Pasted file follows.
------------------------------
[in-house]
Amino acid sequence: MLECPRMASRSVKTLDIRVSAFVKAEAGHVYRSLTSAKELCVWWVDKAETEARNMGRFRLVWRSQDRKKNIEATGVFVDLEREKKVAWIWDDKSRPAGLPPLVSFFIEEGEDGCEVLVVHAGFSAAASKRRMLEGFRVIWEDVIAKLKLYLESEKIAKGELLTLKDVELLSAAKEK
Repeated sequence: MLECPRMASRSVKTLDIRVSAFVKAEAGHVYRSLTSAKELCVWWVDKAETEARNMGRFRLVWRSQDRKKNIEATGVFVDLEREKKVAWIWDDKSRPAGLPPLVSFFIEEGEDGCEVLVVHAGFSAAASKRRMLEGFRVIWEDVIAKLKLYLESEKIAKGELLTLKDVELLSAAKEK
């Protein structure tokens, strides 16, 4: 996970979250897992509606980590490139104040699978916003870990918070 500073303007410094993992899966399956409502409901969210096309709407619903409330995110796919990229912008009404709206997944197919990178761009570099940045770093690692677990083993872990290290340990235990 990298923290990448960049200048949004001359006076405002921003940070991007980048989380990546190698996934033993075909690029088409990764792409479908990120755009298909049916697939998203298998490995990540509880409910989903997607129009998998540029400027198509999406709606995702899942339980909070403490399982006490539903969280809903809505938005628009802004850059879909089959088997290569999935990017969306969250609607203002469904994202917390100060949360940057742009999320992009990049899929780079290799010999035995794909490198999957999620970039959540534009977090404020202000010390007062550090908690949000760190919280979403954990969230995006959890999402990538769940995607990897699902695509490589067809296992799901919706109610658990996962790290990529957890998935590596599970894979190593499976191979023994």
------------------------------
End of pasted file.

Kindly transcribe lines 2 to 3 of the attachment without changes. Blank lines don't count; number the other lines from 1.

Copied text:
Amino acid sequence: MLECPRMASRSVKTLDIRVSAFVKAEAGHVYRSLTSAKELCVWWVDKAETEARNMGRFRLVWRSQDRKKNIEATGVFVDLEREKKVAWIWDDKSRPAGLPPLVSFFIEEGEDGCEVLVVHAGFSAAASKRRMLEGFRVIWEDVIAKLKLYLESEKIAKGELLTLKDVELLSAAKEK
Repeated sequence: MLECPRMASRSVKTLDIRVSAFVKAEAGHVYRSLTSAKELCVWWVDKAETEARNMGRFRLVWRSQDRKKNIEATGVFVDLEREKKVAWIWDDKSRPAGLPPLVSFFIEEGEDGCEVLVVHAGFSAAASKRRMLEGFRVIWEDVIAKLKLYLESEKIAKGELLTLKDVELLSAAKEK